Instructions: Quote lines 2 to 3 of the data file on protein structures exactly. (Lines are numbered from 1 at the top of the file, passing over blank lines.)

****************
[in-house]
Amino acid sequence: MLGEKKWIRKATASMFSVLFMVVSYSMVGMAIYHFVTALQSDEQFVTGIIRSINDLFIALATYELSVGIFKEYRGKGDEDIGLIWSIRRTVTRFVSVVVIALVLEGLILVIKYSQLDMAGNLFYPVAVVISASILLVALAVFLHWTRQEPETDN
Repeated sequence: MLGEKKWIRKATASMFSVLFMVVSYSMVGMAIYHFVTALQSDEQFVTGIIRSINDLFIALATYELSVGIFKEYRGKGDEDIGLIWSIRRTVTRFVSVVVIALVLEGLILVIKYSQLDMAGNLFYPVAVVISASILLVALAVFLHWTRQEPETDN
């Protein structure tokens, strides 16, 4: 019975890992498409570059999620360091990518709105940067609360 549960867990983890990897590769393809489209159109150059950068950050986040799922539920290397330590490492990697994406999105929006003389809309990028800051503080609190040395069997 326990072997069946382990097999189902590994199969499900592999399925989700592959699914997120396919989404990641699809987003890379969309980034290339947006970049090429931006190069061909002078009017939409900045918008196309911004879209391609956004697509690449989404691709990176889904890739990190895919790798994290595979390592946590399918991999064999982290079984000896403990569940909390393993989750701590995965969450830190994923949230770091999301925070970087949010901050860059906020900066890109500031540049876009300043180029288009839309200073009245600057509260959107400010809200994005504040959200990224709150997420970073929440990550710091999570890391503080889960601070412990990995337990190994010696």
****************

Amino acid sequence: MLGEKKWIRKATASMFSVLFMVVSYSMVGMAIYHFVTALQSDEQFVTGIIRSINDLFIALATYELSVGIFKEYRGKGDEDIGLIWSIRRTVTRFVSVVVIALVLEGLILVIKYSQLDMAGNLFYPVAVVISASILLVALAVFLHWTRQEPETDN
Repeated sequence: MLGEKKWIRKATASMFSVLFMVVSYSMVGMAIYHFVTALQSDEQFVTGIIRSINDLFIALATYELSVGIFKEYRGKGDEDIGLIWSIRRTVTRFVSVVVIALVLEGLILVIKYSQLDMAGNLFYPVAVVISASILLVALAVFLHWTRQEPETDN